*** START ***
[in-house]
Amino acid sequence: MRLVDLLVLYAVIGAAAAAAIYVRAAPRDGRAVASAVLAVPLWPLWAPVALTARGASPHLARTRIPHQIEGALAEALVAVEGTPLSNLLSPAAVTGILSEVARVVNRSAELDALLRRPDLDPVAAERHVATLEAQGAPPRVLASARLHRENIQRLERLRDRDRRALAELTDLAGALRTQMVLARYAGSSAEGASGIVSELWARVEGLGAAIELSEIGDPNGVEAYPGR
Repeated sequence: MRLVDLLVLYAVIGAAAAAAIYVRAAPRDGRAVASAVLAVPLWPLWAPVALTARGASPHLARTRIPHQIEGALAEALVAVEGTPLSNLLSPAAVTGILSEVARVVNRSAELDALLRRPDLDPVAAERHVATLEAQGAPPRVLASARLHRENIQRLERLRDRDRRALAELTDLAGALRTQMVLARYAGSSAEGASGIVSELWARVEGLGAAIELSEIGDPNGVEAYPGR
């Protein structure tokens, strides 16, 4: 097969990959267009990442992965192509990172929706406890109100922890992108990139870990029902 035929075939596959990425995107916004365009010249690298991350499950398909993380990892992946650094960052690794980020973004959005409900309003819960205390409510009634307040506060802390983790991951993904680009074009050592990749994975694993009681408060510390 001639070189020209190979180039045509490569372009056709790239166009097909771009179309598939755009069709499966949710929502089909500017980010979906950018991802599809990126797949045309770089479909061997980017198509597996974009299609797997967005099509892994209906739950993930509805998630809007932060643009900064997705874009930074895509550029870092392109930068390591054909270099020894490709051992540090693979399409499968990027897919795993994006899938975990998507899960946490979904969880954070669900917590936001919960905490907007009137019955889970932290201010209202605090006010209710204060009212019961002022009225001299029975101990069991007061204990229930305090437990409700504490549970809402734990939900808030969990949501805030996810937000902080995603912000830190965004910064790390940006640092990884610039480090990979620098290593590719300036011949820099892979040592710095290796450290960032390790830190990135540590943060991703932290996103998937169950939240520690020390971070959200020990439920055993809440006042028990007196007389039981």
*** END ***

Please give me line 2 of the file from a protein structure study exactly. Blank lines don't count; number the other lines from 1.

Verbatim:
Amino acid sequence: MRLVDLLVLYAVIGAAAAAAIYVRAAPRDGRAVASAVLAVPLWPLWAPVALTARGASPHLARTRIPHQIEGALAEALVAVEGTPLSNLLSPAAVTGILSEVARVVNRSAELDALLRRPDLDPVAAERHVATLEAQGAPPRVLASARLHRENIQRLERLRDRDRRALAELTDLAGALRTQMVLARYAGSSAEGASGIVSELWARVEGLGAAIELSEIGDPNGVEAYPGR